Cf.: Of us all, Jack was the one most aware of the delicate situation in which we found ourselves. I saw that the adjusting lever stood far more askew than was allowed by the directions.
Fifth, quantitative considerations, though being a subsidiary factor of reasoning, tend to support the conjoint part-of-speech interpretation of statives and common adjectives. Indeed, the total number of statives does not exceed several dozen (a couple of dozen basic, "stable" units and, probably, thrice as many "unstable" words of the nature of coinages for the nonce). This number is negligible in comparison with the number of words of the otherwise identified notional parts of speech, each of them counting thousands of units. Why, then, an honour of the part-of-speech status to be granted to a small group of words not differing in their fundamental lexico- grammatical features from one of the established large word-classes?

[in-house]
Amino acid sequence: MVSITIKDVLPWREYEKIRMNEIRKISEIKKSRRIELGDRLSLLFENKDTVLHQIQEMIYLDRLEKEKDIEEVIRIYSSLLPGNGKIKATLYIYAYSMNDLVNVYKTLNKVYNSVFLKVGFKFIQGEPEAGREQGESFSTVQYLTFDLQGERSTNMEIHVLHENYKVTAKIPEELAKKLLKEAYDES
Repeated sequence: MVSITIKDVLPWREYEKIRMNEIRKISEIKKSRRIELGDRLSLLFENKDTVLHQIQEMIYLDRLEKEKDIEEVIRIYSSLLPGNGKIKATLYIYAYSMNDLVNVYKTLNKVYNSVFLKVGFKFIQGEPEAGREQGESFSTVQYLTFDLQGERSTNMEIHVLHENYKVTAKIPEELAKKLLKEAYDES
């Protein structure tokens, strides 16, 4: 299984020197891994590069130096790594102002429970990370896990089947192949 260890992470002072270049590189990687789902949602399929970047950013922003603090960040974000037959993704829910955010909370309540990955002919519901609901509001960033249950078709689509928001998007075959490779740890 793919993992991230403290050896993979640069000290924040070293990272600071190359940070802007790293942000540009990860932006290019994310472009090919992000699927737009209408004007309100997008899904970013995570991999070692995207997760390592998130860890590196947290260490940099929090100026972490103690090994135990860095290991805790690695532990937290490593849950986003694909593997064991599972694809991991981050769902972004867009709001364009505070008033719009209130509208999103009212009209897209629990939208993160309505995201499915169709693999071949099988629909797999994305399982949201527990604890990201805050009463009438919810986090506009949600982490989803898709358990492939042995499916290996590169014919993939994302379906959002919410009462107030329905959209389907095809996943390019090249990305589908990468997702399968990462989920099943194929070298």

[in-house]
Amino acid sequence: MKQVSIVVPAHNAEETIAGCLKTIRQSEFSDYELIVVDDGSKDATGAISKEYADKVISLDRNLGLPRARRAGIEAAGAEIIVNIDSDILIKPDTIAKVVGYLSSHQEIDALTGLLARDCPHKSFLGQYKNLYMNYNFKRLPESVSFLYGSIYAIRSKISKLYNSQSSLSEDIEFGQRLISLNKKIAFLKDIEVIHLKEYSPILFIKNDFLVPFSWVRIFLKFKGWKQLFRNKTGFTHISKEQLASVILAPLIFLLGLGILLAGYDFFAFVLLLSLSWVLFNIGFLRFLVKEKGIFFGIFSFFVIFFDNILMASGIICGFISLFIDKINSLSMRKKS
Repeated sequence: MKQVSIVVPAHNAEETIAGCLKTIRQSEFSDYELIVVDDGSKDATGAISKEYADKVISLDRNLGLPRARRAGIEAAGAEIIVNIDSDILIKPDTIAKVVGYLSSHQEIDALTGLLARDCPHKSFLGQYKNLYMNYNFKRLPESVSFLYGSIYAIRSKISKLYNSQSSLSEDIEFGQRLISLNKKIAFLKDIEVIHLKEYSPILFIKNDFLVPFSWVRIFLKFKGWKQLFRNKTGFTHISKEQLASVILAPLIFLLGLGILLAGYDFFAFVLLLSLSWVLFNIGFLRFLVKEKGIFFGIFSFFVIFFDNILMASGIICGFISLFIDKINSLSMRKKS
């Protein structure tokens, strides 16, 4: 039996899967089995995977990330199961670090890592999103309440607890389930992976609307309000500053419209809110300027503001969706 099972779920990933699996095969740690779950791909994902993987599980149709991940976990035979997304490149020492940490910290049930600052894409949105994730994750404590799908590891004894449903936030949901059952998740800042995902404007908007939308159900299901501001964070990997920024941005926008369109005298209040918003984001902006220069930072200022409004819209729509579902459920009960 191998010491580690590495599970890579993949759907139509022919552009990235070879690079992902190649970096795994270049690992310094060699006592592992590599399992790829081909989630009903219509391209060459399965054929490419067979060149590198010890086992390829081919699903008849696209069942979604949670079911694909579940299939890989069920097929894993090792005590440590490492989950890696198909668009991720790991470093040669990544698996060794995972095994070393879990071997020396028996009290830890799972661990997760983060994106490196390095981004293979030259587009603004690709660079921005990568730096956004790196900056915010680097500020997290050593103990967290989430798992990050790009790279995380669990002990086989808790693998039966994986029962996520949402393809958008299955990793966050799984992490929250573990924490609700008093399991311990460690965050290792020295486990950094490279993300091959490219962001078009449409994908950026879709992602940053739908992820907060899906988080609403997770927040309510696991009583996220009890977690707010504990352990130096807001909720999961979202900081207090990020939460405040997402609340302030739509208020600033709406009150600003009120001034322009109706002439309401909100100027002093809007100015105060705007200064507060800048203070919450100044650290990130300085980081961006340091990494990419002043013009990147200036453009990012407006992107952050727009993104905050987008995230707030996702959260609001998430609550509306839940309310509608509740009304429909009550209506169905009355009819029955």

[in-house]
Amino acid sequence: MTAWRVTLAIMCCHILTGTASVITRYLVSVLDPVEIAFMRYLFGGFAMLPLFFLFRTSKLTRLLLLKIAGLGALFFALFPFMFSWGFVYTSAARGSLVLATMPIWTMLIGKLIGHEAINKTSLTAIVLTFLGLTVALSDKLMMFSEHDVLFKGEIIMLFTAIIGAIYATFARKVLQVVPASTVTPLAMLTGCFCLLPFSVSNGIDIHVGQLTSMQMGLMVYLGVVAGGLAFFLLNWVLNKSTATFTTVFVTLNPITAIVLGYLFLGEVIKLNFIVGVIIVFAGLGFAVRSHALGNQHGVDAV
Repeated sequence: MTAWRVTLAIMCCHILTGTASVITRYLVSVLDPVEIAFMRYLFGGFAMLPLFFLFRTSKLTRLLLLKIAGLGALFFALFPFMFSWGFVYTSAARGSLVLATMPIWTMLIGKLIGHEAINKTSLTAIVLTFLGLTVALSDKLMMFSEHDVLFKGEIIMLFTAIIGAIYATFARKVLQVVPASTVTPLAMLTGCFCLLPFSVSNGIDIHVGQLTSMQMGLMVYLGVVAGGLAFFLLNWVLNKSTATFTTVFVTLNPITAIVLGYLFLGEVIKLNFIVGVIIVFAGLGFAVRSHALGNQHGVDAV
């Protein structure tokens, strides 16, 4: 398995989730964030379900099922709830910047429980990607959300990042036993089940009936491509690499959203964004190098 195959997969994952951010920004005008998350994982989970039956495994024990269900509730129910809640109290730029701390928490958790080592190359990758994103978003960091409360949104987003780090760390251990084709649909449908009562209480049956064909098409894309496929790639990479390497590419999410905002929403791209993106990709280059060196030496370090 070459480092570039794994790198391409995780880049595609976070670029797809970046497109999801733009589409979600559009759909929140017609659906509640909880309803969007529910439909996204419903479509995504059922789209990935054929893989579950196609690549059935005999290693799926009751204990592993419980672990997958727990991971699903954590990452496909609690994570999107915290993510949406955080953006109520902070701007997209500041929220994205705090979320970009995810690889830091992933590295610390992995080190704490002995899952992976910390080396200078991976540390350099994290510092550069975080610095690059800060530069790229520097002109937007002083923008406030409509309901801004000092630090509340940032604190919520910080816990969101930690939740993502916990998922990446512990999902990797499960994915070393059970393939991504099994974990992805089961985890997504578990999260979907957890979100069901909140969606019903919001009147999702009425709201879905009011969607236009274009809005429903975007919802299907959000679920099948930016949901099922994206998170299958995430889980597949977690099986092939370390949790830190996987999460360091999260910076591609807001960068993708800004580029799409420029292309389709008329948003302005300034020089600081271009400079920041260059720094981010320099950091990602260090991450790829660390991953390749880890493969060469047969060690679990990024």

As for the set-forming prefix a-, it hardly deserves a serious consideration as a formal basis of the part-of-speech identification of statives simply because formal features cannot be taken in isolation from functional features. Moreover, as is known, there are words of property not distinguished by this prefix, which display essential functional characteristics inherent in the stative set. In particular, here belong such adjectives as ill, well, glad, sorry, worth (while), subject (to), due
(to), underway, and some others. On the other hand, among the basic statives we find such as can hardly be analysed into a genuine combination of the type "prefix + root", because their morphemic parts have become fused into one indivisible unit in the course of language history, e.g. aware, afraid, aloof.